Marijuana has been legally available in Colorado for recreational use since 2014, and consumers' appetite for marijuana products continues to grow due to the launch of new products, including concentrates and edibles. During the first six months of 2018, cannabis concentrate unit sales skyrocketed 94.6%, and edibles unit sales jumped 13.8% year over year. As a result, Colorado's annual marijuana sales surpassed $1 billion in August -- the earliest it has ever achieved that milestone.

If Colorado's cannabis market is any indication, the future is bright for companies participating in markets, including California and Canada, that legalized marijuana for adult use this year. 

A person holding a marijuana leaf aloft in a field.


The numbers that matter

There's been some debate over how much money would move from the black market to regulated markets following legalization, but Colorado's experience suggests it's substantial.

In its first year of legalization, Colorado reported almost $684 million in marijuana sales. Last year, Colorado's full-year marijuana sales were a record $1.5 billion, and based on August's $1.02 billion in year-to-date sales, this year's total will be even higher. Matt Karnes of GreenWave Advisors estimates that marijuana sales in Colorado this year could reach $1.6 billion.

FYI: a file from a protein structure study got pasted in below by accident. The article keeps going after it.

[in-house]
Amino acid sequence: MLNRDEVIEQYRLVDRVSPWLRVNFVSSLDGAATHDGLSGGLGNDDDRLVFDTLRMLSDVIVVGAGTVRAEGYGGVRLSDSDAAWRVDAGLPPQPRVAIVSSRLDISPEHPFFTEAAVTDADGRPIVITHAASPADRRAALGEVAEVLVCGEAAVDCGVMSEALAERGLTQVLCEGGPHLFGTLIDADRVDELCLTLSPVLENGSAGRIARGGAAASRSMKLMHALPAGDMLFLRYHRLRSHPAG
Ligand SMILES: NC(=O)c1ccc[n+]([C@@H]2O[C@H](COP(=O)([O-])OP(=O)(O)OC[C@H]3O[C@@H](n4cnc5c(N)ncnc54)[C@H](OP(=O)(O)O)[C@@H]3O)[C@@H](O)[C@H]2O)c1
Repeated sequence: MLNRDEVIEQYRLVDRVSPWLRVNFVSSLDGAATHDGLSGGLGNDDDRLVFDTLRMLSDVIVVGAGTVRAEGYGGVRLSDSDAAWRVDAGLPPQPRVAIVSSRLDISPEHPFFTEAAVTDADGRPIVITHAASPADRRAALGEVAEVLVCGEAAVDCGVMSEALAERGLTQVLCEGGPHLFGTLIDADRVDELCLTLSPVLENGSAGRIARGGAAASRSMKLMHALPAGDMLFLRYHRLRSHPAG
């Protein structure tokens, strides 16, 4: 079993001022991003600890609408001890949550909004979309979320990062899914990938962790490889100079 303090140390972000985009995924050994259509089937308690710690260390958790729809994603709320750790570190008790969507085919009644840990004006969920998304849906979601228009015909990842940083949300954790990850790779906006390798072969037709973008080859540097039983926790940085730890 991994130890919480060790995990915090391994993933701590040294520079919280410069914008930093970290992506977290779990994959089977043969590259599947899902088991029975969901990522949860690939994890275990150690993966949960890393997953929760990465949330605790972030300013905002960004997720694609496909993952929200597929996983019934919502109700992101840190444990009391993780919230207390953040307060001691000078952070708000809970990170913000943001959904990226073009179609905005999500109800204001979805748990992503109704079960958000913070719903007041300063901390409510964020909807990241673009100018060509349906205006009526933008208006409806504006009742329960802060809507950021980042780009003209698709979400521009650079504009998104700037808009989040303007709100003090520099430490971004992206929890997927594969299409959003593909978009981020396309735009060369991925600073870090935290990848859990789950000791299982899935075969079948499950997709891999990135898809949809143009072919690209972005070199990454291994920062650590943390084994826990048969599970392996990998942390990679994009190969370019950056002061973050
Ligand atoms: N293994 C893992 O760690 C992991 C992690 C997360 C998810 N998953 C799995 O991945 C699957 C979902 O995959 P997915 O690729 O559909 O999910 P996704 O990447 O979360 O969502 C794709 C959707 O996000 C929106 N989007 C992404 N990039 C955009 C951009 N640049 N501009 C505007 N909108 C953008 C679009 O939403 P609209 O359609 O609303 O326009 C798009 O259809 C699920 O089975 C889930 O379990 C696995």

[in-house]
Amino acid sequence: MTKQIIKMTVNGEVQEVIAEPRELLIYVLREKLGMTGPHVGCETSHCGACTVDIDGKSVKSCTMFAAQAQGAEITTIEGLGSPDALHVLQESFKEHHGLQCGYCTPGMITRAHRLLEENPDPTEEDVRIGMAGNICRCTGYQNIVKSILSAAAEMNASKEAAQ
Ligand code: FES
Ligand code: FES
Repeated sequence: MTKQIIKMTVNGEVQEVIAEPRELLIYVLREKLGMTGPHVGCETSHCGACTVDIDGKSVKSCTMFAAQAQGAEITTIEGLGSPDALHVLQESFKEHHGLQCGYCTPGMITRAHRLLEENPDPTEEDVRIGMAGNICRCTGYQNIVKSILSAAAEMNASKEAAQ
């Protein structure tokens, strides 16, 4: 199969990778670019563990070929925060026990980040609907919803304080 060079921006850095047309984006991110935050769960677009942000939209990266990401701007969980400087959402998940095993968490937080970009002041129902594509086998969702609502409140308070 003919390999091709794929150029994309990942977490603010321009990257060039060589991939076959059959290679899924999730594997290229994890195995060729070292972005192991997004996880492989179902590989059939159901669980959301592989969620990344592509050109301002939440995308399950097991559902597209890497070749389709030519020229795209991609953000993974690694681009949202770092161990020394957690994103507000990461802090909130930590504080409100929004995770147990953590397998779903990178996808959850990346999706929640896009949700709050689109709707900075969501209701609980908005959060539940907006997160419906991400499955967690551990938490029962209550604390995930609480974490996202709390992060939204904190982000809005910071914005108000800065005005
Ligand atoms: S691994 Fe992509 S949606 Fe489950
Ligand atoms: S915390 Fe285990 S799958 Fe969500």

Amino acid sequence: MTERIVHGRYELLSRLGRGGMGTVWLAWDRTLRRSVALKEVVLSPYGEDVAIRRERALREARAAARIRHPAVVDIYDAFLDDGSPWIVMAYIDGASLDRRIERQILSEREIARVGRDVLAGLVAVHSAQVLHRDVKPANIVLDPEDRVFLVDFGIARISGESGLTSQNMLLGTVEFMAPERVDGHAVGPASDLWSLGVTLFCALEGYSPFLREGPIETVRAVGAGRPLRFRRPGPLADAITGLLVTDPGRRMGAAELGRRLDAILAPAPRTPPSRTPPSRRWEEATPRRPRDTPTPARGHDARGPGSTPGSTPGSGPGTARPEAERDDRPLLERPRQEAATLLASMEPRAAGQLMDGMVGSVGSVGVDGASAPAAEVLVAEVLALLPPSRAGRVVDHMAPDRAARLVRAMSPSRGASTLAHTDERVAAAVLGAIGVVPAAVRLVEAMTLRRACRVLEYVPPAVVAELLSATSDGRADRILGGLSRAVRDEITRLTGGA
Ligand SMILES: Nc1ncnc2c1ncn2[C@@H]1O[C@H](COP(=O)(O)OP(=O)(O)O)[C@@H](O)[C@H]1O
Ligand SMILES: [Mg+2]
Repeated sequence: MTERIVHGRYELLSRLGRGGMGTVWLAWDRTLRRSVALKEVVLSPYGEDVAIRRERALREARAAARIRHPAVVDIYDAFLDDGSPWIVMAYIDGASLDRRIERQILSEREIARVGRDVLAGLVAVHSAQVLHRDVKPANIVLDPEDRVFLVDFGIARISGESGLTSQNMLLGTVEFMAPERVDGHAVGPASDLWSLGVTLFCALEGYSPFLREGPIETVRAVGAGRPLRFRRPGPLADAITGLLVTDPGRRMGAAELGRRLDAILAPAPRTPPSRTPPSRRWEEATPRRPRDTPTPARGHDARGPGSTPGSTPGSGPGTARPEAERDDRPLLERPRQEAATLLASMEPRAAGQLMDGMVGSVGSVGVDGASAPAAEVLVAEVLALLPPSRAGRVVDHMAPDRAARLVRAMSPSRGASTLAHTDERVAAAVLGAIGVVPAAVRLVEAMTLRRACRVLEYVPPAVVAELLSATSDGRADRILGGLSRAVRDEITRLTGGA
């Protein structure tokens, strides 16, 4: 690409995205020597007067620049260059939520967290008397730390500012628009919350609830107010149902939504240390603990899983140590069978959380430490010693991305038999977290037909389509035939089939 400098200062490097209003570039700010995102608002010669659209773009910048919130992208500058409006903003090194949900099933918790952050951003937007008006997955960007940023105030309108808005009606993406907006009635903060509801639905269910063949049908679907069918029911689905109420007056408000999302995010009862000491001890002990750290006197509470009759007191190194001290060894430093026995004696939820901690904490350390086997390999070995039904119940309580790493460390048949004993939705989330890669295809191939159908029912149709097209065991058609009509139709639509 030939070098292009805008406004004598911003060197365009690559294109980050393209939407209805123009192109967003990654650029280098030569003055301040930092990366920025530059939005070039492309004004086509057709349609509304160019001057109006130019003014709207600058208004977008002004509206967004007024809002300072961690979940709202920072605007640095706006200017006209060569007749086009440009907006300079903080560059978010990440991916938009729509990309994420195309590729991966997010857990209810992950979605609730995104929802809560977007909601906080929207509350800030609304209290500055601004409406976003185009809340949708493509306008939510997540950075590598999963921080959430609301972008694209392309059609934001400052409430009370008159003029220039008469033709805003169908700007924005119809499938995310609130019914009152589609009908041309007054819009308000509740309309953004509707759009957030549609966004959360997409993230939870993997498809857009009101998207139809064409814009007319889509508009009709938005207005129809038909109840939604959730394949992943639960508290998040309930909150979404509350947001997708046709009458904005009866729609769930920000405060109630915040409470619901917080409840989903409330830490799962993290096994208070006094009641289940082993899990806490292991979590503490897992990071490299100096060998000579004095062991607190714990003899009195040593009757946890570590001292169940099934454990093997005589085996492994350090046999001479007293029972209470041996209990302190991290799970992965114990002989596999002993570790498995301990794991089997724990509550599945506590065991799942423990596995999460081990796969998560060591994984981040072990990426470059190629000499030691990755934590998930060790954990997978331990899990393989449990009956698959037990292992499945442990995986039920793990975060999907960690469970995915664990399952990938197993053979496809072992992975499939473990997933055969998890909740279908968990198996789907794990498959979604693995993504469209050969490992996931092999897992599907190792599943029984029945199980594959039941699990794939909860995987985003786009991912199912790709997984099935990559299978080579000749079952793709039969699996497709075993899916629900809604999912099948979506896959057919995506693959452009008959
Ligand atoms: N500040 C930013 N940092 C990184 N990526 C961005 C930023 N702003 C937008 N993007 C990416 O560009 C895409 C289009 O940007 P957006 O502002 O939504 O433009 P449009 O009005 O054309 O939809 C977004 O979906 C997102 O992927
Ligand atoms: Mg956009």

Year Total Marijuana Sales
2014 $683,523,739
2015 $995,591,255
2016 $1,307,203,473
2017 $1,507,702,219
2018* $1,022,245,511
*Year to date through August

Data source: Colorado Department of Revenue.

Colorado's marijuana market growth is particularly impressive because prices per gram of marijuana have fallen because of overproduction, and monthly average pounds of flower sales to consumers only increased 1.4% year over year in the first six months of this year.

According to Colorado's Marijuana Enforcement Division, the state cultivated an average of 40,656 more plants per month in the first half of 2018 than one year ago. The increasing availability of marijuana has driven prices per pound of marijuana bud down from nearly $1,300 at the start of the year to less than $800 this summer. Therefore, the uptick in marijuana sales this year is mostly the result of growing adoption of products that use marijuana as an ingredient rather than dried marijuana.

The increase in marijuana sales is also good news for Colorado's taxpayers, who have seen the state's coffers expand by hundreds of millions of dollars since legalization. So far this year, Colorado has pocketed more than $200 million in taxes from the sale of legal weed.

Bigger markets mean bigger opportunities

Marijuana is still illegal federally, but increasingly more states are passing pro-pot laws, and countries outside the U.S. are warming up to marijuana legalization.

In the U.S., the biggest market to approve recreational marijuana so far is California. California was the first state to legalize medical marijuana, and heading into recreational legalization this past January, more than 1 million Californians held medical marijuana licenses. The size of the legal marijuana market could eclipse $5 billion in the coming year, according to BDS Analytics.